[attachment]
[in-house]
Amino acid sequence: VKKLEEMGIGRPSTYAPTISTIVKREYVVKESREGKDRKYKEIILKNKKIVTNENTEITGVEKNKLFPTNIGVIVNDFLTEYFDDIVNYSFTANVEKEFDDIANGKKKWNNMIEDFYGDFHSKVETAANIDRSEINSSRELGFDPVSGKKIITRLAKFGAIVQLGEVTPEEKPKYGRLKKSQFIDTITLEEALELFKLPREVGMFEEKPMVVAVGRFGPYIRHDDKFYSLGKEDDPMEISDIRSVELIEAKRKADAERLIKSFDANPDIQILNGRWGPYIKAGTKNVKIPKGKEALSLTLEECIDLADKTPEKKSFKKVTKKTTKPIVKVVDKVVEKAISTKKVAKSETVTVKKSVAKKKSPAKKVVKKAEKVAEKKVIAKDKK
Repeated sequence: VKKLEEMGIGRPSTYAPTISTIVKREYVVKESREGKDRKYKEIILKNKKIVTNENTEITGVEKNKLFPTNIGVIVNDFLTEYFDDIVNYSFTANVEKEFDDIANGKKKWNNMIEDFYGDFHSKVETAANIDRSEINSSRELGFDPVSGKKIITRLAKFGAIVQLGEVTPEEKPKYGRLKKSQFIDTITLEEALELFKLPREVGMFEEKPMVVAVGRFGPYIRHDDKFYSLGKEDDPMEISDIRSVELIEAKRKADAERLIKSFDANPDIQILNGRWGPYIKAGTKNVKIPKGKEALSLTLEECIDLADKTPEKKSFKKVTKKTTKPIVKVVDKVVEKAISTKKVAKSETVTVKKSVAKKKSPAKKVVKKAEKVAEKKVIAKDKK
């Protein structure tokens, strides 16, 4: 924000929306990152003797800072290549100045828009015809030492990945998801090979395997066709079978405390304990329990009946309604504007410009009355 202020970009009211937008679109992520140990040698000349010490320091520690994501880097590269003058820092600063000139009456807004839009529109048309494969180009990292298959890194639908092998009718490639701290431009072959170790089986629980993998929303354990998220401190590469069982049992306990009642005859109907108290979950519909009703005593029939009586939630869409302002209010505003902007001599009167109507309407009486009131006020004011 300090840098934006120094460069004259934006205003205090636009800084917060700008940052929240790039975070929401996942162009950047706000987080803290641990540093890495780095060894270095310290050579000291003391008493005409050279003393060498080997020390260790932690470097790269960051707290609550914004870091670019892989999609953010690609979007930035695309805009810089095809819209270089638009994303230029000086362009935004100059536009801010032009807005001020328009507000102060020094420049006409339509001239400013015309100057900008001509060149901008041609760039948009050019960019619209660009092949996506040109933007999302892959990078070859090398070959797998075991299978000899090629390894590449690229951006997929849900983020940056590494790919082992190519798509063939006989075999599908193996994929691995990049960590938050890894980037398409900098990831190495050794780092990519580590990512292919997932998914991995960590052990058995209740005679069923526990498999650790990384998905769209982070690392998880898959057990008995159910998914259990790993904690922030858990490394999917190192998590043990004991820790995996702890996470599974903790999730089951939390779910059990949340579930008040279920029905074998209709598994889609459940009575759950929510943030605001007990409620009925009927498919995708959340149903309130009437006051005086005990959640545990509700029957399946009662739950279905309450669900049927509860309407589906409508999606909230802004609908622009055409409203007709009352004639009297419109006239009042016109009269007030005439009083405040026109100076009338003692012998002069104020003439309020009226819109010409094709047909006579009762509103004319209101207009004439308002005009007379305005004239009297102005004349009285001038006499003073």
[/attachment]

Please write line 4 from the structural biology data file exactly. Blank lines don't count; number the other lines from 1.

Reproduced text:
């Protein structure tokens, strides 16, 4: 924000929306990152003797800072290549100045828009015809030492990945998801090979395997066709079978405390304990329990009946309604504007410009009355 202020970009009211937008679109992520140990040698000349010490320091520690994501880097590269003058820092600063000139009456807004839009529109048309494969180009990292298959890194639908092998009718490639701290431009072959170790089986629980993998929303354990998220401190590469069982049992306990009642005859109907108290979950519909009703005593029939009586939630869409302002209010505003902007001599009167109507309407009486009131006020004011 300090840098934006120094460069004259934006205003205090636009800084917060700008940052929240790039975070929401996942162009950047706000987080803290641990540093890495780095060894270095310290050579000291003391008493005409050279003393060498080997020390260790932690470097790269960051707290609550914004870091670019892989999609953010690609979007930035695309805009810089095809819209270089638009994303230029000086362009935004100059536009801010032009807005001020328009507000102060020094420049006409339509001239400013015309100057900008001509060149901008041609760039948009050019960019619209660009092949996506040109933007999302892959990078070859090398070959797998075991299978000899090629390894590449690229951006997929849900983020940056590494790919082992190519798509063939006989075999599908193996994929691995990049960590938050890894980037398409900098990831190495050794780092990519580590990512292919997932998914991995960590052990058995209740005679069923526990498999650790990384998905769209982070690392998880898959057990008995159910998914259990790993904690922030858990490394999917190192998590043990004991820790995996702890996470599974903790999730089951939390779910059990949340579930008040279920029905074998209709598994889609459940009575759950929510943030605001007990409620009925009927498919995708959340149903309130009437006051005086005990959640545990509700029957399946009662739950279905309450669900049927509860309407589906409508999606909230802004609908622009055409409203007709009352004639009297419109006239009042016109009269007030005439009083405040026109100076009338003692012998002069104020003439309020009226819109010409094709047909006579009762509103004319209101207009004439308002005009007379305005004239009297102005004349009285001038006499003073």